Early on we meet Kevin Currie, a major part of “The Organization,” a guy “in his late forties getting slowly fat and jowly.”  Colgan, a member thereof since he was 18, is now replacing the man formerly Jamieson’s hitman, a line Colgan himself “had never crossed.”  Actually and directly causing the death of another was against his principles, as odd as that may sound, as Colgan is and can be as brutal as necessary.  An insomniac, Colgan thinks “the only world darker than the one I lived in was the one I slept in. . . I was always waking up growling at the darkness, scared of the things I was yet to do.”  He says of himself “I’m not an ugly man, a little weathered and starting to grey at the side of my dark hair, but not wholly unattractive and certainly well built. I’m smarter than most in this business, but not exactly a bundle of laughs.”

To call Colgan “morally complex,” as some readers have done, is an understatement.  The novel is hard-boiled, filled with dark humor, and Colgan is a fascinating protagonist, if one wants to so characterize him.  This is the fifth book written by Malcolm Mackay, the 2nd standalone after The Glasgow Trilogy, and is, as the earlier ones, highly recommended.

Not to detract from that sentiment, it should perhaps be noted that there is a five-page long list of characters provided at the beginning of the novel, and that is a good thing, although I must admit I did not refer to it as often as I needed to – the plethora of characters at times [many!] making it difficult to keep them straight in my mind.

Reviewed by Gloria Feit, June 2017.

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The Long Drop
Denise Mina
Little, Brown, May 2017
ISBN 978-0-316-38057-7
Hardcover

From the publisher: William Watt’s wife, daughter, and sister-in-law are dead, slaughtered in their own home in a brutal crime that scandalized Glasgow.  Despite an ironclad alibi, police zero in on Watt as the primary suspect, but he maintains his innocence.  Distraught and desperate to clear his name, Watts puts out a bounty for information that will lead him to the real killer.  Peter Manuel claims he knows the truth that will absolve Watt and has information that only the killer would know.  It won’t come cheap.  Manuel is an infamous career criminal, a degenerate liar who can’t be trusted and will say or do anything to make a buck.  But Manuel has something that Watts wants, which makes him the perfect target for Manuel’s consummate con.  Watts agrees to sit down with Manuel, and before they know it, one drink has turned into an epic, forgotten night of carousing across the city’s bars and clubs that exposes the thin line between a yarn and the truth.  The next time the unlikely pair meet is across the witness stand in court – – where Manuel is on trial for the murder of Watt’s family. Manuel calls Watt to the stand to testify about the long, shady night they shared.  And the shocking testimony that Manuel coaxes out of Watt threatens to expose the dark hearts of the guilty and the innocent.  Based on true events, The Long Drop is an explosive, unsettling novel about guilt, innocence, and the power of a good story to hide the difference.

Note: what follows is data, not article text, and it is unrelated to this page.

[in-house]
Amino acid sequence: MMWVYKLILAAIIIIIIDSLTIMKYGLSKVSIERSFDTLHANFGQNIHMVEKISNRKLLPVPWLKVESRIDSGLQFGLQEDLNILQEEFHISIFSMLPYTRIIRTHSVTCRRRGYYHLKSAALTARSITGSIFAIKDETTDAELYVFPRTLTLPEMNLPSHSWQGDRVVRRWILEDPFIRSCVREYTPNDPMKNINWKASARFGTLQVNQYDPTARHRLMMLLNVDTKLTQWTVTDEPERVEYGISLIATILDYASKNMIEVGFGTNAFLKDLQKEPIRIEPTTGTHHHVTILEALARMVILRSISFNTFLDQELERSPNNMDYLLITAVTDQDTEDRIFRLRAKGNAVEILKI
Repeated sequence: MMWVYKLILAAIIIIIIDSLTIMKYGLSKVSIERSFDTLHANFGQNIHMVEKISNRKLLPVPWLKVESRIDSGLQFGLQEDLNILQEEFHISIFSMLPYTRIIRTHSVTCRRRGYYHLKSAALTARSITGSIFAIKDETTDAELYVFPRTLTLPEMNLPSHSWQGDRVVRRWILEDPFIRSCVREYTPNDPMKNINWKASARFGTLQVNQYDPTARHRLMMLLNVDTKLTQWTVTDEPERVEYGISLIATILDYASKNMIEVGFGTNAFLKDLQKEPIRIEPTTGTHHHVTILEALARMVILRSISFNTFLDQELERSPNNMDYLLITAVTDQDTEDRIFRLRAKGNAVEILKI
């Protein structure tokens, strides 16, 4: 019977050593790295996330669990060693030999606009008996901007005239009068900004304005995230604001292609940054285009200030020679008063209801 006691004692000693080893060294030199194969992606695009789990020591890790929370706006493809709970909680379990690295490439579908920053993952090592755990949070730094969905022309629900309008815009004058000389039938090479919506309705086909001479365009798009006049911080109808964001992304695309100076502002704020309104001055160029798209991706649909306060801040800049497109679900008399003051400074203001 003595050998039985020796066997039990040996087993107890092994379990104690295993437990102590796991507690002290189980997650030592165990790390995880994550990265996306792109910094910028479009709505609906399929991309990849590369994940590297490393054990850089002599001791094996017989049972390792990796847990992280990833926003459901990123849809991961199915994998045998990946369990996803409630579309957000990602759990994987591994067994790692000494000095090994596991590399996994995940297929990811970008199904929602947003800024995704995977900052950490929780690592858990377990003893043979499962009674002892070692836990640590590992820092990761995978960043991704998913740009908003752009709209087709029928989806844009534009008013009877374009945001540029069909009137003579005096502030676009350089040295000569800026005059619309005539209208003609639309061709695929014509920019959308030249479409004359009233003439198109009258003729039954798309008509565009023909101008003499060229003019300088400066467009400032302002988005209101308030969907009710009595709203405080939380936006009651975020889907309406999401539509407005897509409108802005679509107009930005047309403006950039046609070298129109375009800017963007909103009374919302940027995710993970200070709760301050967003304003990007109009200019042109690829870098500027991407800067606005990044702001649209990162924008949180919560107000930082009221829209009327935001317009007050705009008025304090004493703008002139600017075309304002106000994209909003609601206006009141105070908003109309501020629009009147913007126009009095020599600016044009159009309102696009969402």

It won’t be a spoiler to state that the eponymous “long drop” is a reference to the method of the hanging process which was still the sentence of choice in murder cases when this case occurred, although capital punishment has since been abolished.  I am probably among the majority, at least in the U.S., when I confess ignorance of this crime, trial and the outcome thereof, so this True Crime novel was my first awareness of the apparent scandal that surrounded the case in the country where it took place.  Manuel, 31 years old at the time, and his trial, become a sensation.  The killer sought here “attacks women in the dark, hides in dusty attics, waiting for people to leave their homes so he can steal their mother’s engagement ring, lies on pristine linen bedclothes with dirty boots on or drops food on precious rugs and grinds it in with the heel of his shoe, spoiling a modest home for spite; he drags women down embankments, scattering their shopping in puddles, telling their three-year-old son to shut the f*** up or he’ll kill their mum.”  A rape charge against Manuel ends in a unanimous decision of Not Proven.  But there are still 8 murder charges against him, including that of two 17-year-old girls.  The trial is recounted in very convincing form by the author, whose previous books I have found extraordinarily good.  The chapters alternate between early December of 1957,and January of 1958, when the crimes occurred and May of 1958, when the trial takes place.  The characters are very well-drawn, especially that of Manuel and his parents, as well is Laurence Dowdall, “Glasgow’s foremost criminal lawyer”.   Another terrific novel from this author, and it is recommended.

Reviewed by Gloria Feit, September 2017.

Book Reviews: Cheeseland by Randy Richardson, Bone Shadows by Christopher Valen, and Say You’re Sorry by Michael Robotham

CheeselandCheeseland
Randy Richardson
Eckhartz Press, May 2012
ISBN No. 97-0-9848049-2-4
Trade Paperback

It is graduation time and Daniel McAllister’s parents have a big party planned but the guest of honor will not be attending.  Daniel’s friend Lance Parker talks him into a road trip to Wisconsin to celebrate the end of high school.  It was supposed to be three friends celebrating but Marty Torlikson, the third member of the group, had committed suicide.  Daniel and Lance were still reeling from their friend’s funeral.